IM ME (“declaration of identity”) + I (“one”) contained in (“adopted by”) DATE (“companion”)
This parses out several ways, only one of which is right.
*PRIEST (anagram indicated by “reformed”)
<POOR< (“feeble,” reversal indicated by “when returning”) contained in (“in”) *RIDE (anagram indicated by “bumpy”)
WARP (“to damage”) + LANE (“road”)
HOBO (cross-reference to 26a: “vagrant”) containing N (“nitrogen”) + bom^B^ (last letter indicated by “at the rear”)
^L^esson (first letter indicated by “beginning”) + EARN (“net”)
<SEE< (“to look,” reversal indicated by “back”) containing (“around”) YEP (“you betcha”) + I.E. (“that is”) + C (“cold”)
*MORONIC (anagram indicated by “drunk”)
VA (“Virginia”) + GRANT (“award”)
FRAU (“in Berlin, a woman”) + DU (“you” [still in German]) + LENT (“advanced”)
There are going to be some complaints about this one, but it’s not afoul of the rules.  Many solvers will run right by that if they just work on filling in the grid.  We might see this one in an upcoming episode of Word Salad.
<PART< (“constituent,” reversal indicated by “in retreat”)

I take my whisky with one ice cube.  If you go to a bar and ask for a whisky neat, you get it in a shot glass.  If you ask for whisky on the rocks, you get more ice than whisky.  Asking for one ice cube got me more whisky for my money, which was important when I was living on a grad student salary.
^C^an (first letter indicated by “initially”) + HARM (“hurt”)
A (†) *RIB (anagram indicated by “broken”) + A (†) +^G^ash (dirst letter indicated by “in front”)
GARY (“Cooper,” film star) containing (“has”) ^D^esire (first letter indicated by “bit of”) + GET (“to understand”)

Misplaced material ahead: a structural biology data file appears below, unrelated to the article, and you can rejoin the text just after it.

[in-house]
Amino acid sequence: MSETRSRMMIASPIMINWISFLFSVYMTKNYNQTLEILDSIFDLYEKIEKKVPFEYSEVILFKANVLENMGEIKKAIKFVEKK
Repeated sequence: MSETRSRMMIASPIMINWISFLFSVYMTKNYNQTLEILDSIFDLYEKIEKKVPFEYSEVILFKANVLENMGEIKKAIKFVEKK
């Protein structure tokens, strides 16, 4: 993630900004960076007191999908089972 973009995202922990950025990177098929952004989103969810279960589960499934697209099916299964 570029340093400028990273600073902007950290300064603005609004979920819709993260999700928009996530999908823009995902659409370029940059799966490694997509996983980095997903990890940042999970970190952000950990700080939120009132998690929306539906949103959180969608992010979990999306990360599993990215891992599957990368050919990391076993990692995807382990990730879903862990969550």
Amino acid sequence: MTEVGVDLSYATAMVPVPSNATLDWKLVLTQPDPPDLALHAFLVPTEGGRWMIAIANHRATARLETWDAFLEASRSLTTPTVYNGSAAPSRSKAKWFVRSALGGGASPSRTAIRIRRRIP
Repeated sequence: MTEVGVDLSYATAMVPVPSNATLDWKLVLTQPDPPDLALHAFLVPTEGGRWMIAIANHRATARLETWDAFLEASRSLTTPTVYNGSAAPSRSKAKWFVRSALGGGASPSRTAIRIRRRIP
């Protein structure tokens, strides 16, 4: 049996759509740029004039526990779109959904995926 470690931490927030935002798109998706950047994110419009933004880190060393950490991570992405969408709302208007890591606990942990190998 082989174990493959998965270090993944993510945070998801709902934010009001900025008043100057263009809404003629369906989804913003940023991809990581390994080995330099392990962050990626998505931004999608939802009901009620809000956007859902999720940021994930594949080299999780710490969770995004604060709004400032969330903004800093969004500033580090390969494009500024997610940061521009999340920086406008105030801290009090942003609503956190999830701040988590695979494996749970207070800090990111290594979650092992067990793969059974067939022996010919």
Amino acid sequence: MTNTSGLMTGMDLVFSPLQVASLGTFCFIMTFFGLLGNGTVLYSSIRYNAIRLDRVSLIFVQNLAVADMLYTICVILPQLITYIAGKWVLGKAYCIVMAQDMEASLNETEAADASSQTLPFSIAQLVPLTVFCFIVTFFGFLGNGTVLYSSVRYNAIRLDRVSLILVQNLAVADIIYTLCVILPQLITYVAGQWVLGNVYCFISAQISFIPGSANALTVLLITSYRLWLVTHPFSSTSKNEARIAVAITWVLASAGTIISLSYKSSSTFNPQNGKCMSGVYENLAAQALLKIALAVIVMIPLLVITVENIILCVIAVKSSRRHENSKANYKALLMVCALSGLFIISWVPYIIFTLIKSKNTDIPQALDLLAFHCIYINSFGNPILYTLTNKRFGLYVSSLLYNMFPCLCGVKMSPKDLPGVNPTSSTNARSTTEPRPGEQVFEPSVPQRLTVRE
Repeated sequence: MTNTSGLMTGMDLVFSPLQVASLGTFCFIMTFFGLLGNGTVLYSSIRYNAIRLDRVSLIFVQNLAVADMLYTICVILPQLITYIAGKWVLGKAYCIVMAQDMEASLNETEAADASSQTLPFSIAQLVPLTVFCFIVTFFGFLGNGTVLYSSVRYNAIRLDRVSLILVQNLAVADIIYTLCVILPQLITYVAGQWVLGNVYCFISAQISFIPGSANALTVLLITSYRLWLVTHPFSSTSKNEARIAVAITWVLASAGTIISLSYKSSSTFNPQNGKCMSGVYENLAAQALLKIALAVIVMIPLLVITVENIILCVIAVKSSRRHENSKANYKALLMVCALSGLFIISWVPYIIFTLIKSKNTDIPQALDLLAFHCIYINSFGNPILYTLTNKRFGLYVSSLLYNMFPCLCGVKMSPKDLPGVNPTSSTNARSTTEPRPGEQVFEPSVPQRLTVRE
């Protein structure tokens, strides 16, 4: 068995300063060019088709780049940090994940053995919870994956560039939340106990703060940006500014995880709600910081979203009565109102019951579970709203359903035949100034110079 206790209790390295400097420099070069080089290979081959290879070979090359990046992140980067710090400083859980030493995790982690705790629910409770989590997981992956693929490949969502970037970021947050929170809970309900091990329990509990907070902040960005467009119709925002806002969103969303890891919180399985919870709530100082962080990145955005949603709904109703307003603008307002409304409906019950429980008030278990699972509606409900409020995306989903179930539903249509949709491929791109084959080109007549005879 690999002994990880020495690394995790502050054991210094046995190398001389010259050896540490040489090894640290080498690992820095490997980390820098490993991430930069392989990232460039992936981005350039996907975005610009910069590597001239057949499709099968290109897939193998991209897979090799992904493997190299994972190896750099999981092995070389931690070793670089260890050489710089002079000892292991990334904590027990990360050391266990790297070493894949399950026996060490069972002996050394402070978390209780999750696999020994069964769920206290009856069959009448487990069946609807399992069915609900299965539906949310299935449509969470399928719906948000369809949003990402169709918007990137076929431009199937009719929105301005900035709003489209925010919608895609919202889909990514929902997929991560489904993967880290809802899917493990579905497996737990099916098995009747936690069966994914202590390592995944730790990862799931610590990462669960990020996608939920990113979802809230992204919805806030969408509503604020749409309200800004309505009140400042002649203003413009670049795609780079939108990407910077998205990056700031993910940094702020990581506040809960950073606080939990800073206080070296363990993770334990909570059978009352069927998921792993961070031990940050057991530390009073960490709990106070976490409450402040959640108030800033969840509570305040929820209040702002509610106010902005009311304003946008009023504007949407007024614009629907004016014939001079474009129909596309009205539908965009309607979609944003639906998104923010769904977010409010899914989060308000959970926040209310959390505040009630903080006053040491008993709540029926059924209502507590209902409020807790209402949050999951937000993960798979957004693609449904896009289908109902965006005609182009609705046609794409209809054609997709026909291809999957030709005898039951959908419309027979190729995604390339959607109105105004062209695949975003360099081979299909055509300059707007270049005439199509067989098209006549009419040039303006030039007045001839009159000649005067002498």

PLACING (“locating”) + O (“love”) containing (“holding”) DO DO MI (“three notes”)
*ON WEARING (anagram indicated by “slips”)
SIR (“a knight”) containing (“hiding”) *MAIL (anagram indicated by “damaged”)
~ROW DIAL IN DREAD (“paddle and call in terror,” homophone indicated by “heard”)
*CAPER (anagram indicated by “absurd”) + PITA (“bread”)
*RAN (anagram indicated by “amok”) contained in (“consumed by”) INTEL (“information from espionage”)
<LAW< (“rule,” reversal indicated by “overturn”) + D OR F (“possible bad grades”)
Another one that rewards the effort to parse
BUSS (“a kiss”) followed by (“on”) TOP (“a peak”)
I’d have clued this in a different order so as to imply the kiss being the peak of the day.
AVE (“hail”) contained (“swallowed by”) in HEN (“bird”)
CHAR (“burn”) containing (“outside”) I (†)

Sunday, March 23, 2014

Whistle in the pocket (Sunday brunch: March 23, 2014)

[oops, didn’t check the am/pm in posting time--that’ll teach me to blog after a playoff doubleheader]

It’s not something in the book, but a lesson passed on to novice refs in training camp: take off your whistle and put it in your pocket when there’s a scuffle and you’re going in to separate the players.  Depending on who’s teaching that part of the seminar, you’ll be advised there are other times to put your whistle in your pocket.  A lot of guys ignore that advice; it’s a bother to always be taking off and putting on your whistle.  But I’ve made it a habit. 

Why do you put the whistle in your pocket?  Read on after the weekend’s puzzles.  

Last week, my post and Nathan’s look to have crossed in the mail.  So there are two of his puzzles to commend to you: last week’s was a Pathfinder (good one!) and this week Nathan offers his first Split Ends (a puzzle type not to be confused with the “Split Ends” puzzles Will Sortz constructs for the New York Times).

The Wall Street Journal puzzle this weekend is “Omission Statement,” a variety cryptic by Hex.  This one is on the easy side, and even includes an acrostic final answer, so it’s definitely worth a try.  By contrast, the weekly Hex puzzle in the National Post is harder than usual.  I liked the grid, which included a dozen nine- and ten-letter words. Falcon will help you though it if you need. 

The Fraser Simpson cryptic in the Globe and Mail (printable, Java) is at its usual (hard) level of difficulty.